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Keeping up with Tim Cook’s Apple » Delusions Of Grandeur

Rob Rhyne:

Apple is moving at a blistering pace. Everywhere you look, a bearded neck slams Apple’s software quality. I agree that Apple has shipped some terrible bugs the past few years, but what did you expect? Apple is shipping software at an absurd rate.

When you consider the amount of technology they’re putting out to support new hardware and the number of people who use their software, it’s a mathematical reality that bugs will get out. Some of them can be nasty.

Those assailing Apple’s software quality fail to recognize the particulars of what Apple has shipped and how they have to ship it. If you take time to understand the problems facing a platform vendor and consider Apple’s scale, you might wonder how more bugs haven’t slipped out.

What Apple has accomplished in the past few years is astonishing, but you need to understand the details of how software frameworks are developed and shipped before you can truly appreciate it.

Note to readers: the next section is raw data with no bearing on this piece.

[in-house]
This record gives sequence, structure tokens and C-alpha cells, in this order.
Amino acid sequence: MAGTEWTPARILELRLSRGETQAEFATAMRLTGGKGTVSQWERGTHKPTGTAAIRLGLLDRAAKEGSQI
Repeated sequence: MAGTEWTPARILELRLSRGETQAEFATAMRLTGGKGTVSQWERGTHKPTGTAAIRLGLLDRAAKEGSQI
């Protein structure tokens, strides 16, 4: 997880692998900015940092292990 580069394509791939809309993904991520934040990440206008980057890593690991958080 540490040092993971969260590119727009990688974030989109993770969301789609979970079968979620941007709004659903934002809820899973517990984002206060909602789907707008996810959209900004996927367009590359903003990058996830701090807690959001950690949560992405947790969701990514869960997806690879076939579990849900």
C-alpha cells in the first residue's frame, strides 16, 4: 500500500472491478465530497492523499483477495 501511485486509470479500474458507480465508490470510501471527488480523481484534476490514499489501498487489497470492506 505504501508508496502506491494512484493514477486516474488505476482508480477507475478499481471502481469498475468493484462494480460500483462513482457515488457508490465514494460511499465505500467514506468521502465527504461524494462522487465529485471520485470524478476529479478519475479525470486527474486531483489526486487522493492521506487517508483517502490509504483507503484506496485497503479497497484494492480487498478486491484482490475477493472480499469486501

What we need is a graphic of how the hardware and software frameworks have expanded over the past few years. There really isn’t a company that is doing this much on so many fronts at such scale.
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How Larry Page’s obsessions became Google’s business » NYTimes.com

Conor Dougherty:

Many former Google employees who have worked directly with Mr. Page said his managerial modus operandi was to take new technologies or product ideas and generalize them to as many areas as possible. Why can’t Google Now, Google’s predictive search tool, be used to predict everything about a person’s life? Why create a portal to shop for insurance when you can create a portal to shop for every product in the world?